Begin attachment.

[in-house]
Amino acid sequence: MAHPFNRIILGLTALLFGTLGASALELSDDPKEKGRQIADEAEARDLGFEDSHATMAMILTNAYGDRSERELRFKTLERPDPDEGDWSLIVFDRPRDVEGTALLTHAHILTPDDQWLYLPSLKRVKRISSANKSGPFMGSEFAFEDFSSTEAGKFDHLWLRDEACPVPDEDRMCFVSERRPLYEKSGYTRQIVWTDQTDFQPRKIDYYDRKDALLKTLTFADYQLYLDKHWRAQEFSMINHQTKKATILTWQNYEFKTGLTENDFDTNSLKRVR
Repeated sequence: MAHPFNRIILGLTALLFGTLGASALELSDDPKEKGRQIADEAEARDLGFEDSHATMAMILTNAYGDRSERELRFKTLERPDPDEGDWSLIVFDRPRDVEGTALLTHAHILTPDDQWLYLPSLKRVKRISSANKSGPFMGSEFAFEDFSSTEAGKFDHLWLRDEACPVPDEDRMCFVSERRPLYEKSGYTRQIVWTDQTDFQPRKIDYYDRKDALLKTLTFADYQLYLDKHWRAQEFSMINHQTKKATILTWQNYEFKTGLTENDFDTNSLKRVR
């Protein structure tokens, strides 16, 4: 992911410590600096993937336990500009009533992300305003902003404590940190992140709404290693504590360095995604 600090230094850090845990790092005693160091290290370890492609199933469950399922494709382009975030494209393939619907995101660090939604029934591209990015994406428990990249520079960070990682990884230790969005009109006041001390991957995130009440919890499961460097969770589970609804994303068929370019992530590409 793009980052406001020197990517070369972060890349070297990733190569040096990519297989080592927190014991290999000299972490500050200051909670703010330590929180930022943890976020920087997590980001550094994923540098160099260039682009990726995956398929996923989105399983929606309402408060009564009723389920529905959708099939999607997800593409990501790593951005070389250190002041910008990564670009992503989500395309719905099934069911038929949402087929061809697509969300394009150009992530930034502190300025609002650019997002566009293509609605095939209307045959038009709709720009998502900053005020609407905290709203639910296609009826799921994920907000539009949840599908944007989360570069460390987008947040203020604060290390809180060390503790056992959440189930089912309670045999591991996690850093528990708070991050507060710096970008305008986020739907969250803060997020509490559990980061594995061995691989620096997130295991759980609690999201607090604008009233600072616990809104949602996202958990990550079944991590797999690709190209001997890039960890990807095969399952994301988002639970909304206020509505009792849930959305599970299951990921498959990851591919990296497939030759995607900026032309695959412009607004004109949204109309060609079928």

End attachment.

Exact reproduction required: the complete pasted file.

[in-house]
Amino acid sequence: MAHPFNRIILGLTALLFGTLGASALELSDDPKEKGRQIADEAEARDLGFEDSHATMAMILTNAYGDRSERELRFKTLERPDPDEGDWSLIVFDRPRDVEGTALLTHAHILTPDDQWLYLPSLKRVKRISSANKSGPFMGSEFAFEDFSSTEAGKFDHLWLRDEACPVPDEDRMCFVSERRPLYEKSGYTRQIVWTDQTDFQPRKIDYYDRKDALLKTLTFADYQLYLDKHWRAQEFSMINHQTKKATILTWQNYEFKTGLTENDFDTNSLKRVR
Repeated sequence: MAHPFNRIILGLTALLFGTLGASALELSDDPKEKGRQIADEAEARDLGFEDSHATMAMILTNAYGDRSERELRFKTLERPDPDEGDWSLIVFDRPRDVEGTALLTHAHILTPDDQWLYLPSLKRVKRISSANKSGPFMGSEFAFEDFSSTEAGKFDHLWLRDEACPVPDEDRMCFVSERRPLYEKSGYTRQIVWTDQTDFQPRKIDYYDRKDALLKTLTFADYQLYLDKHWRAQEFSMINHQTKKATILTWQNYEFKTGLTENDFDTNSLKRVR
């Protein structure tokens, strides 16, 4: 992911410590600096993937336990500009009533992300305003902003404590940190992140709404290693504590360095995604 600090230094850090845990790092005693160091290290370890492609199933469950399922494709382009975030494209393939619907995101660090939604029934591209990015994406428990990249520079960070990682990884230790969005009109006041001390991957995130009440919890499961460097969770589970609804994303068929370019992530590409 793009980052406001020197990517070369972060890349070297990733190569040096990519297989080592927190014991290999000299972490500050200051909670703010330590929180930022943890976020920087997590980001550094994923540098160099260039682009990726995956398929996923989105399983929606309402408060009564009723389920529905959708099939999607997800593409990501790593951005070389250190002041910008990564670009992503989500395309719905099934069911038929949402087929061809697509969300394009150009992530930034502190300025609002650019997002566009293509609605095939209307045959038009709709720009998502900053005020609407905290709203639910296609009826799921994920907000539009949840599908944007989360570069460390987008947040203020604060290390809180060390503790056992959440189930089912309670045999591991996690850093528990708070991050507060710096970008305008986020739907969250803060997020509490559990980061594995061995691989620096997130295991759980609690999201607090604008009233600072616990809104949602996202958990990550079944991590797999690709190209001997890039960890990807095969399952994301988002639970909304206020509505009792849930959305599970299951990921498959990851591919990296497939030759995607900026032309695959412009607004004109949204109309060609079928």